Workshop to explore influence of religion on scientific imagination


December 11, 2013

Where does the scientific imagination come from? What part does religion play? These and other questions will be the subject of a workshop on “The Transhumanist Imagination: Innovation, Secularization and Eschatology,” which will take place from noon-3:30 p.m., Dec. 13, in West Hall, room 135 on ASU’s Tempe campus.

The workshop will feature presentations by: Download Full Image

John Evans (UC-San Diego) on hope, progress and religious views of technology

Nassar Zakariya (NYU) on transhumanism, posthumanism and the theology of the secular

• Margo Lipstin (Harvard) and Ben Hurlbut (ASU) on Singularity University and technological messianism

What is transhumanism?

The term "transhumanism" denotes an ideology of extreme progress, suggesting a coherent narrative to account for the accelerated pace of science and technology. As a future-oriented outlook, transhumanism prophesizes scientific and technological advances for the well-being of humanity, enabling humans to live extremely long, intensely happy lives, free of pain and disease.

Transhumanism is more than an idle fantasy of a few techno-optimists; it is an eschatological narrative that draws together a range of religious and secular motifs around an ideology of innovation, intensifying an imagination of the future that foregrounds technology as the source of progress. The transhumanist posture toward innovation reaches well beyond the transhumanist community itself, exerting a powerful influence affecting innovation policies and practices, scientific and cultural views about the transformative powers of technology, as well as our understandings of human flourishing.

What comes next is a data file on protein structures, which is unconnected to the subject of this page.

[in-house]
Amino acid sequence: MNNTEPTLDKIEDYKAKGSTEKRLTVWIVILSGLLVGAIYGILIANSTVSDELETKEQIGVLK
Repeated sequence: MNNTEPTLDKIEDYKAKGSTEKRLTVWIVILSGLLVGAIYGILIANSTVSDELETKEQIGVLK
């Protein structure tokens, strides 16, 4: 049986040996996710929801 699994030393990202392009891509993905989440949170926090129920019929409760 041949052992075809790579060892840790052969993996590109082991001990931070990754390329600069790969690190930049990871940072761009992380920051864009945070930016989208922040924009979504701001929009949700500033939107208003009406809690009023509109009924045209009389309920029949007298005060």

The eschatological vision of transhumanism has ethical and political ramifications: it is a radically individualist vision in which freedom is re-imagined as the agency to radically transform – and thereby transcend – the body. This understanding of freedom does not measure the present in terms of improvement over the past, but rather as an incremental progress toward a future in which transcendence is achieved by rendering the body utterly subordinate to the individual, creative will.

By examining the religious underpinning of the ostensibly secular transhumanist imagination, the workshop contributes to a larger discussion about the sources and dynamics of technological innovation in the current moment and the institutions being harnessed toward realizing the future that it imagines.

The workshop is organized by the ASU Center for the Study of Religion and Conflict, a research unit of the College of Liberal Arts and Sciences. The workshop is part of a larger project on The Transhumanist Imagination: Innovation, Secularization and Eschatology that is funded by a grant from The Historical Society’s program in Religion and Innovation in Human Affairs, and sponsored by the John Templeton Association.

ASU professors Hava Tirosh-Samuelson, of the School of Historical, Philosophical and Religious Studies, and Ben Hurlbut, of the School of Life Sciences, are the project directors.

For more information or to register, see csrc.asu.edu or email csrc@asu.edu.

Former NY Times, CNN journalists named Reynolds visiting professors


December 11, 2013

A former New York Times senior business correspondent and a former CNN Wall Street correspondent will be the Donald W. Reynolds Visiting Professors in Business Journalism for the spring semester at the Walter Cronkite School of Journalism and Mass Communication at Arizona State University.